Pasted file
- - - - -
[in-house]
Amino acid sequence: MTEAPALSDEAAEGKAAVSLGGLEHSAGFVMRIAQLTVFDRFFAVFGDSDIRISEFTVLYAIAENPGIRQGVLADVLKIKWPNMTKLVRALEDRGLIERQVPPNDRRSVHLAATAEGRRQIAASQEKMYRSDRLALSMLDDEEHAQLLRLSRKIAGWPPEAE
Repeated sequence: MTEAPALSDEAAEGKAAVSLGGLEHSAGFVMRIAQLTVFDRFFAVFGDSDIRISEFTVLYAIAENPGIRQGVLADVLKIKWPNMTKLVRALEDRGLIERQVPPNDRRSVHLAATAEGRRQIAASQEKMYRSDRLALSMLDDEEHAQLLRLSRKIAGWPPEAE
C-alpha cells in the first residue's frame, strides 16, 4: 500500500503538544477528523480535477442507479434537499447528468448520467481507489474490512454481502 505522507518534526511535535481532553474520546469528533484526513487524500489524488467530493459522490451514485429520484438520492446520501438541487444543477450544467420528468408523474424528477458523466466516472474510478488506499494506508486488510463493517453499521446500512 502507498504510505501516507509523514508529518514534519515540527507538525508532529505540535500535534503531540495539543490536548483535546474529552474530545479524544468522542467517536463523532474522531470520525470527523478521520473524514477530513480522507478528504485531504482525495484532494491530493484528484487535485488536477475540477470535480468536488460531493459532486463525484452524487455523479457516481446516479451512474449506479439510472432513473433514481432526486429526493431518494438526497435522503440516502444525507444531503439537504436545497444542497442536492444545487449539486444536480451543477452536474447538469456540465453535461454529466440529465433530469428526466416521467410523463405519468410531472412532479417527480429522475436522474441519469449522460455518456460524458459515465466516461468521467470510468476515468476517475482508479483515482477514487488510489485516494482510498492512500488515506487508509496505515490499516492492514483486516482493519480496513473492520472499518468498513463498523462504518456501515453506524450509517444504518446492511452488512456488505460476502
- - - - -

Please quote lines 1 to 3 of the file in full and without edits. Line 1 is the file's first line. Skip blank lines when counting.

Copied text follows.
[in-house]
Amino acid sequence: MTEAPALSDEAAEGKAAVSLGGLEHSAGFVMRIAQLTVFDRFFAVFGDSDIRISEFTVLYAIAENPGIRQGVLADVLKIKWPNMTKLVRALEDRGLIERQVPPNDRRSVHLAATAEGRRQIAASQEKMYRSDRLALSMLDDEEHAQLLRLSRKIAGWPPEAE
Repeated sequence: MTEAPALSDEAAEGKAAVSLGGLEHSAGFVMRIAQLTVFDRFFAVFGDSDIRISEFTVLYAIAENPGIRQGVLADVLKIKWPNMTKLVRALEDRGLIERQVPPNDRRSVHLAATAEGRRQIAASQEKMYRSDRLALSMLDDEEHAQLLRLSRKIAGWPPEAE